Referrals are the financial lifeblood of your clinic. Having a network of physicians and specialists in your area who know and trust your team is vital to keeping patients coming through your doors. Research and reach out to potential referral sources to introduce yourself and your center, educate them on the services you can provide, and gain a better understanding of their needs. Once you have regularly referring physicians, keep the relationship going with frequent and detailed updates on their patient and a seamless return to their care once the wound is healed. 

  • Aim to spend 15-20% of your time each week communicating with referring providers. 
  • Don’t let COVID-19 halt your efforts. Phone calls and video conferencing can be effective forms of communication. Develop and print high-quality marketing materials to showcase your center. If you can, mail promotional materials to prospective sources–emails are far too easy to dismiss.
  • Review your website quality and digital marketing efforts. Where can you best invest in your digital presence? 
  • Know and understand the needs of nearby physicians, especially specialists and the ways they relate to your service line. 
  • Stay in contact with your referring physicians and do everything you can to make their relationship with your clinic a positive experience. 

Rising Time-to-Heal Rates

Rising time-to-heal rates impact not only the health of your clinic but that of your patients as well. The risk of infection increases as the wound remains exposed. Delays can also affect your reputation with the referring physician, who may be unwilling to send additional patients if they feel they are not getting the best care. Patients put their trust in us every time they walk through our doors and we owe it to them to do everything we can to heal their wounds as quickly as possible.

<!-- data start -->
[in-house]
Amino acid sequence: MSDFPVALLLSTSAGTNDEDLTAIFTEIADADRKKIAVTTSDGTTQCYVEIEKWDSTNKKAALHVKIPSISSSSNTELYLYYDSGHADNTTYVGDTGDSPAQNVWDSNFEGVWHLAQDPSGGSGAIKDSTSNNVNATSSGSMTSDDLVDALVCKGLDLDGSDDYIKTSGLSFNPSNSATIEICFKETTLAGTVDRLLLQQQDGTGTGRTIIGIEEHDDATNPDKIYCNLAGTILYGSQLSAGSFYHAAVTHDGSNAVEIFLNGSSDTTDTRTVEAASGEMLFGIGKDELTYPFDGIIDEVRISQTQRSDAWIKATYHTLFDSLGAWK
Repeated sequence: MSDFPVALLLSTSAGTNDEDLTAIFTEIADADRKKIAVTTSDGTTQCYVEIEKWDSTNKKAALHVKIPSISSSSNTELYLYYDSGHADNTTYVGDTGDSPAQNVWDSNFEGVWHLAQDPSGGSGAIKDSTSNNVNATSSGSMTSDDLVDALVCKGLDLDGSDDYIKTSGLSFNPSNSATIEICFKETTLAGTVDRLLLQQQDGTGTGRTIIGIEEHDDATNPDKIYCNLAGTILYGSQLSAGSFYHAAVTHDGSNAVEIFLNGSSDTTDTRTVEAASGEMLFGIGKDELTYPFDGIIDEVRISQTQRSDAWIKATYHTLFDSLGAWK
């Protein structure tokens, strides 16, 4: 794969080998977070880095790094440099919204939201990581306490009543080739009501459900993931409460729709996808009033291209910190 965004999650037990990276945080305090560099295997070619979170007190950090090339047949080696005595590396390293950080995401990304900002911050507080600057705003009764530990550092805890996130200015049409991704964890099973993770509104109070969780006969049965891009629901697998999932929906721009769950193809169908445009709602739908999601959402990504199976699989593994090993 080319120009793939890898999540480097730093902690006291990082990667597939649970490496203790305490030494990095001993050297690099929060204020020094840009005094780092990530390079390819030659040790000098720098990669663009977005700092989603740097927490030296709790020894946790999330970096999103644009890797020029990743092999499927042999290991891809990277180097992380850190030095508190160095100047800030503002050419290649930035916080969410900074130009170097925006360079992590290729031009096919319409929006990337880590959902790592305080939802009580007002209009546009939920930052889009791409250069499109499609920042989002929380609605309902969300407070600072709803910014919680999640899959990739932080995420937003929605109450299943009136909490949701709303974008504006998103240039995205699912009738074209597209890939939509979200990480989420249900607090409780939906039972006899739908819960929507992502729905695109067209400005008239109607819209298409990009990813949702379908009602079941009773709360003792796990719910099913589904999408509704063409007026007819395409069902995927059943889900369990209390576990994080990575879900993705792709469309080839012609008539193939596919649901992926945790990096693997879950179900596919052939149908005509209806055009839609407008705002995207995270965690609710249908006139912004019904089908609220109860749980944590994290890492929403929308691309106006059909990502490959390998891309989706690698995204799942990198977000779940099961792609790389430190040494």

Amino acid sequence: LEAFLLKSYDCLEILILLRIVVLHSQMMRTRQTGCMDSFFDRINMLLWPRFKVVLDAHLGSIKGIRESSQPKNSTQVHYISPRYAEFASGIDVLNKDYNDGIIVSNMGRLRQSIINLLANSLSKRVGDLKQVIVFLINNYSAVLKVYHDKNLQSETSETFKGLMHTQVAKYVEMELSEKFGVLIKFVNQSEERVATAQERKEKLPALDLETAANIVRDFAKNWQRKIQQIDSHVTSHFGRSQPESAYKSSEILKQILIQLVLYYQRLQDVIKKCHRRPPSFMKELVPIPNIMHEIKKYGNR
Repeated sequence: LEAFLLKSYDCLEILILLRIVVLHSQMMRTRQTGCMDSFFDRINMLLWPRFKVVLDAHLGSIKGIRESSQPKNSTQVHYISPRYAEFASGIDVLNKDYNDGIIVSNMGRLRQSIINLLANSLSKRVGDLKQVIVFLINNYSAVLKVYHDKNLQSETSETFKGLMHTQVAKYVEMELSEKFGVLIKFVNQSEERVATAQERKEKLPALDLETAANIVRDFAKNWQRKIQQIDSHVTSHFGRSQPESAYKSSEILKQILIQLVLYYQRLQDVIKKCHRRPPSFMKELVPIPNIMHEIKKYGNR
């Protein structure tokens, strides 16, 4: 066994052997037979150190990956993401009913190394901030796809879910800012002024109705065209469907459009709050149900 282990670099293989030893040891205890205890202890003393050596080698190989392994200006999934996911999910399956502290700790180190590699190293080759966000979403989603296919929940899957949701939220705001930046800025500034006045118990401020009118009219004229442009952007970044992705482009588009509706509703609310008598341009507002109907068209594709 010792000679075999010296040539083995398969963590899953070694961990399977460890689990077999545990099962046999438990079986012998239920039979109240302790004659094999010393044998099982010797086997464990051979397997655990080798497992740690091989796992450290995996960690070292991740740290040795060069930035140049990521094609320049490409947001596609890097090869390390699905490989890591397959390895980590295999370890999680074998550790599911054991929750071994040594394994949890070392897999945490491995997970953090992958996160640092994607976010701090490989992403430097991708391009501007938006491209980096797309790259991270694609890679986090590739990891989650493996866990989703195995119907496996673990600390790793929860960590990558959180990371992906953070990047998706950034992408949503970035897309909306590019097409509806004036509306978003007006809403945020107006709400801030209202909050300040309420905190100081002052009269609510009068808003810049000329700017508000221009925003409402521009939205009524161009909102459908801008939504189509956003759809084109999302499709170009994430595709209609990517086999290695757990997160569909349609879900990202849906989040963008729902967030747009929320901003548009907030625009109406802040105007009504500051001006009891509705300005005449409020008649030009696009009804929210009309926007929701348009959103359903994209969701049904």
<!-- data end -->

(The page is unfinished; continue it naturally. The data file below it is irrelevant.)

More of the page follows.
• Frequently review patient outliers that fall outside of the 8 week heal-time. Review the timeline and treatments as a clinical team and consider what, if anything, could have been done differently. 
  • Review patient progress at 4 week, 6 week, and 8 week marks to ensure they are on track and intervene where necessary. 
  • Reconsider the most common products, modalities, and methods you’re using. Talk to your clinical team about what products they think work best and consider introducing new products to your team’s toolbox. 

Missed Income Targets

It doesn’t matter how well trained a staff is or how remarkable the healing rates are, if a center is struggling financially it will always be at risk of closing. When a center is having trouble hitting their profitability targets, there are a few key areas we can first examine to identify the issue. Oftentimes you will find multiple issues contributing to missing income targets, but there are ways to improve the situation. 

  • Audit your clinic’s process for monitoring supply expenses. Ensure products are being used appropriately.
  • Ensure your physician salaries are not exceeding your billable professional fees. Consider revising the position’s pay scale or RVU structure for new hires. 
  • Review your staffing matrix and workflow to ensure you have the correct amount of employees to match the clinic’s demand/workload. 
  • Review how much of your budget is going to purchased services and consider whether or not they are providing an appropriate value. Consider renegotiating those contracts or eliminating them all together. 

Taking an honest, thorough look at your wound center is the first step to ensuring you’re operating as efficiently and effectively as possible. It is an investment, but one that, if done correctly, will pay you back in both time and financial stability. 

Our team has helped hundreds of hospitals provide a financially sustainable program that meets the growing needs of their communities.  Email to discover how we are transforming how hospitals run profitable wound healing programs.